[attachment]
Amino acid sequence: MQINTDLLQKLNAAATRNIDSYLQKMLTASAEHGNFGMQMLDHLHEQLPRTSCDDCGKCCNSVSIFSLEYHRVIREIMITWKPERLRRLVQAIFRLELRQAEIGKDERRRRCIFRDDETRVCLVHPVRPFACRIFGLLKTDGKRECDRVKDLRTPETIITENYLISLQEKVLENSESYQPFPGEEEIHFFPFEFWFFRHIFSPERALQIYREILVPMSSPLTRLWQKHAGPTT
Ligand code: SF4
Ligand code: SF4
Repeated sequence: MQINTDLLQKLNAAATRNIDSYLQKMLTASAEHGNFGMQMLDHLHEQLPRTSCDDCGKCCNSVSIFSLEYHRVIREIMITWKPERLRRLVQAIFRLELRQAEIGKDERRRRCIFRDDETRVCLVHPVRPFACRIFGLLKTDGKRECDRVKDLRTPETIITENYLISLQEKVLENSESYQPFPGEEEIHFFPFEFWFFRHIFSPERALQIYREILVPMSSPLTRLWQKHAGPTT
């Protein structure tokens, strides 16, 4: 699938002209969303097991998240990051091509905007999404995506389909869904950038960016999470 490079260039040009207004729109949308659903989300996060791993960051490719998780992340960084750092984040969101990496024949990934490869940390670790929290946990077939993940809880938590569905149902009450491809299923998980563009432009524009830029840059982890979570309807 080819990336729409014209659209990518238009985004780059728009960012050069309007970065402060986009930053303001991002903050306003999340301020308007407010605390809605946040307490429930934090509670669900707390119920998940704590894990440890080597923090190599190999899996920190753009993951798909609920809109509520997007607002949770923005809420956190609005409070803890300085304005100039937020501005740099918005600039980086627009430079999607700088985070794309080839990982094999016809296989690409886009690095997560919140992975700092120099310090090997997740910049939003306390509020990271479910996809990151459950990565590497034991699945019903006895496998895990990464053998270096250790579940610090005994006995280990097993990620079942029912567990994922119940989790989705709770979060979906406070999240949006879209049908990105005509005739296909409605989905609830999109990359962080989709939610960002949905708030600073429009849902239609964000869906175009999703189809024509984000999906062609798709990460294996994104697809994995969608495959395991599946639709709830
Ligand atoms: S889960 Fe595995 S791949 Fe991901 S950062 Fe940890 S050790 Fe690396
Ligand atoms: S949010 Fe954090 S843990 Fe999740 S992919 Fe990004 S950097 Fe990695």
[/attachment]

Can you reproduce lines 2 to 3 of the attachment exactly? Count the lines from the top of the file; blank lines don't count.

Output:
Ligand code: SF4
Ligand code: SF4